2. Consumer-oriented online engagement. People who interact with your organization online don’t want to have to work to make sense of it.
  3. Deploying data to answer burning questions. Think beyond your web analytics dashboard. Instead, what are the core questions your organization wants to answer? Research shows nonprofits are collecting tons of data but aren’t using it.
  4. Knowledge hub rising. To survive and thrive, nonprofits and associations must add value beyond membership and advocacy.
  5. Mobile plus. More and more organizations are creating mobile-friendly websites, but the future of mobile is finding ways for people to accomplish even more when they’re away from their desktops.
  6. The unfettered conference. Recognizing that the world and its travel budgets are changing, nonprofits and associations would be wise to rethink and retool conferences.
  7. New types of products. Nonprofits and associations are using a series of technology-propelled products to make a big difference for both their members and markets (such as health or education).
  8. Whole Foods-ification. It’s organic! Nonprofits are slowly learning not to treat their website and technology as they do their annual reports—projects that are perfected and completed.
  9. Digital learning is soft. The explosive growth in online courses proves how much America likes to learn. So, it’s important to keep in mind that the way people engage, learn, and behave online is changing.
  10. Proof and standards for digital learning are hard. As learning transcends time and place, colleges and employers are challenged to develop meaningful proof that a degree or certificate reflects the knowledge and skills necessary for job success.

 Anticipated Changes in the Nonprofit Sector

Change is pretty much assured for nonprofits in 2013. Nell Edgington, president Social Velocity provides 5 Trends to Watch in 2013. These are hot off the press! You can learn more detail and explore Nell’s links by clicking her post on HuffingtonPost.

  1. More demand for outcomes – nonprofits will need to articulate what results they hope their work with achieve and track whether those results are actually happening.
  2. Decreasing emphasis on nonprofit overhead – More and more people are coming to realize that you can’t just invest in programs without the staff, infrastructure and fundraising to make those programs happen.
  3. More advocacy for the sector as a whole – we will start to see the sector organize, mobilize and build the confidence necessary to claim its rightful place.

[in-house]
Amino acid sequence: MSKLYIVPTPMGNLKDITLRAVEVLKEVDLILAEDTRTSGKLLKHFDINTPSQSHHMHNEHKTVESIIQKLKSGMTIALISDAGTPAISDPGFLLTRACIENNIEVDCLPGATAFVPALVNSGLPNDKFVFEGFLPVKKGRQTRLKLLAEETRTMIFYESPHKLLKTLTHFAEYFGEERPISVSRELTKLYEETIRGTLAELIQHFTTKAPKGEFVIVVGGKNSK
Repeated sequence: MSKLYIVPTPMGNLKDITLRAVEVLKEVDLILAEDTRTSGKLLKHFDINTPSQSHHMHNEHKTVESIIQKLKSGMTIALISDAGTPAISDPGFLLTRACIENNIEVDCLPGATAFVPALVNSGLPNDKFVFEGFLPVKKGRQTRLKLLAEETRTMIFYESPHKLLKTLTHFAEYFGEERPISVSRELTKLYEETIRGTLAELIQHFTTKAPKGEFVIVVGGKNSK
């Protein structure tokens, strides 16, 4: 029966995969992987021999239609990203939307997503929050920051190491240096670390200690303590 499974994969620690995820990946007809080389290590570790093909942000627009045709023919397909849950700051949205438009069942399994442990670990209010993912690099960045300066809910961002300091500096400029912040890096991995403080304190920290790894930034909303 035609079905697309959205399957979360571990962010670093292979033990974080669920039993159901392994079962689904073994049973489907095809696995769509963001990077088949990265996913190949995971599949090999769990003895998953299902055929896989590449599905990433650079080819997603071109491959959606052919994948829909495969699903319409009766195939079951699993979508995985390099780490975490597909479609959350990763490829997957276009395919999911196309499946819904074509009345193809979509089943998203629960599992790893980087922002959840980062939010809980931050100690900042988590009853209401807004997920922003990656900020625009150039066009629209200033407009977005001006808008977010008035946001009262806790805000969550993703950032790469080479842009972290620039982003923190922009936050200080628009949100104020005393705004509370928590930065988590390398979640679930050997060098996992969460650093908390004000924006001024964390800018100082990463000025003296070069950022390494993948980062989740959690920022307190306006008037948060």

4. Savvier donors – Because nonprofits are getting more savvy, donors are as well. In addition to an increasing demand for proof of outcomes, donors are slowly starting to that there is a difference between revenue and capital in the sector.
  5. Increased efforts to rate and compare nonprofits – As nonprofit outcomes are increasingly in demand, donors become savvier, and the “nonprofit overhead” distinction diminishes, we will increasingly evaluate nonprofits based on the results they achieve, not on how they spend their money. But that requires that a whole infrastructure for evaluating and rating nonprofits emerges, just as it has for the financial markets.

Please share this posting with your community. Create robust discussions. Explore how these trends will impact your nonprofit. Use these issues to help position your organization to take advantage of opportunities in 2013.

Do you have any more trends that you see impacting nonprofits this year? I’d love to hear from you!

PS my next post focuses on some user-friendly fundraising tips and strategies.







It’s not too late to improve year-end giving!



Okay, I know it’s late. But, there’s still time to ensure that your organization is primed to reap the benefit of end-of-year donations.

So, as you get ready for your end-of-the year push, I want to share my personal pet peeves that make me think twice before supporting a nonprofit. These were originally posted last year – Putting together the puzzle pieces for your end of the year fundraising:

  • No way to send an email and/or make a phone call to a specific staff member
  • Sending me a letter and/or an email addressed to ‘Dear Friend” – There’s just no excuse. You need to send personalized email and letters.
  • No one to answer the phone and/or respond to email the end of December – It boggles my mind when nonprofits completely close down during this most important fundraising period. I can’t tell you how often I’ve heard from ‘almost’ donors who moved on to support organizations where they could reach a human being.